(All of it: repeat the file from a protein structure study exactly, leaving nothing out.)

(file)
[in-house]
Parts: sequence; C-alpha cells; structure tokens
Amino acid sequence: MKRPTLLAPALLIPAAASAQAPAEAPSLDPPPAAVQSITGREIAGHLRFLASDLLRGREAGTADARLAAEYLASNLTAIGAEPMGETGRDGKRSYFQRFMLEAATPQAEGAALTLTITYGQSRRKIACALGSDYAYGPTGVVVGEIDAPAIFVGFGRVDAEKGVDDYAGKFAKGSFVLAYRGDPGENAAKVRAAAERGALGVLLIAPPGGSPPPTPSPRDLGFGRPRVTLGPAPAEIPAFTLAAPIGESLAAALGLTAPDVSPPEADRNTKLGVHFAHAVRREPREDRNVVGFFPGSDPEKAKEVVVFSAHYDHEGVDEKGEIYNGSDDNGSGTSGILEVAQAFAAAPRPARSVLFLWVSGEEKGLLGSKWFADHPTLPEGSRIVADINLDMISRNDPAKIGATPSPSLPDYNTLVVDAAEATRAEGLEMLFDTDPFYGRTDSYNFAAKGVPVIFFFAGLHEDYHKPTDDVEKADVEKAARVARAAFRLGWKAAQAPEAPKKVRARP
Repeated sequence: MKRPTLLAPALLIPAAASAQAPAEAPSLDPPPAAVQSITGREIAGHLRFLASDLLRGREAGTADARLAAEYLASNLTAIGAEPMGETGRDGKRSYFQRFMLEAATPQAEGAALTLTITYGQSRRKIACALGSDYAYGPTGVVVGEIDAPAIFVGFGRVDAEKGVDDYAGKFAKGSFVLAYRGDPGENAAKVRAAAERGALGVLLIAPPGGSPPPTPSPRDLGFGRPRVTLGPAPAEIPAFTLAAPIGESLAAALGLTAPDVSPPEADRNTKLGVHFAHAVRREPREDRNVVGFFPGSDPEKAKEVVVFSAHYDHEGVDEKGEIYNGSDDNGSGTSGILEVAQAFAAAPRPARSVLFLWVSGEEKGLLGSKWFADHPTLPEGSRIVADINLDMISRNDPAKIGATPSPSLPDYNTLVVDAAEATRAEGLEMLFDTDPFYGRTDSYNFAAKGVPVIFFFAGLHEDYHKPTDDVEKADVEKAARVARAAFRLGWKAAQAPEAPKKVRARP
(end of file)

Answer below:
[in-house]
Parts: sequence; C-alpha cells; structure tokens
Amino acid sequence: MKRPTLLAPALLIPAAASAQAPAEAPSLDPPPAAVQSITGREIAGHLRFLASDLLRGREAGTADARLAAEYLASNLTAIGAEPMGETGRDGKRSYFQRFMLEAATPQAEGAALTLTITYGQSRRKIACALGSDYAYGPTGVVVGEIDAPAIFVGFGRVDAEKGVDDYAGKFAKGSFVLAYRGDPGENAAKVRAAAERGALGVLLIAPPGGSPPPTPSPRDLGFGRPRVTLGPAPAEIPAFTLAAPIGESLAAALGLTAPDVSPPEADRNTKLGVHFAHAVRREPREDRNVVGFFPGSDPEKAKEVVVFSAHYDHEGVDEKGEIYNGSDDNGSGTSGILEVAQAFAAAPRPARSVLFLWVSGEEKGLLGSKWFADHPTLPEGSRIVADINLDMISRNDPAKIGATPSPSLPDYNTLVVDAAEATRAEGLEMLFDTDPFYGRTDSYNFAAKGVPVIFFFAGLHEDYHKPTDDVEKADVEKAARVARAAFRLGWKAAQAPEAPKKVRARP
Repeated sequence: MKRPTLLAPALLIPAAASAQAPAEAPSLDPPPAAVQSITGREIAGHLRFLASDLLRGREAGTADARLAAEYLASNLTAIGAEPMGETGRDGKRSYFQRFMLEAATPQAEGAALTLTITYGQSRRKIACALGSDYAYGPTGVVVGEIDAPAIFVGFGRVDAEKGVDDYAGKFAKGSFVLAYRGDPGENAAKVRAAAERGALGVLLIAPPGGSPPPTPSPRDLGFGRPRVTLGPAPAEIPAFTLAAPIGESLAAALGLTAPDVSPPEADRNTKLGVHFAHAVRREPREDRNVVGFFPGSDPEKAKEVVVFSAHYDHEGVDEKGEIYNGSDDNGSGTSGILEVAQAFAAAPRPARSVLFLWVSGEEKGLLGSKWFADHPTLPEGSRIVADINLDMISRNDPAKIGATPSPSLPDYNTLVVDAAEATRAEGLEMLFDTDPFYGRTDSYNFAAKGVPVIFFFAGLHEDYHKPTDDVEKADVEKAARVARAAFRLGWKAAQAPEAPKKVRARP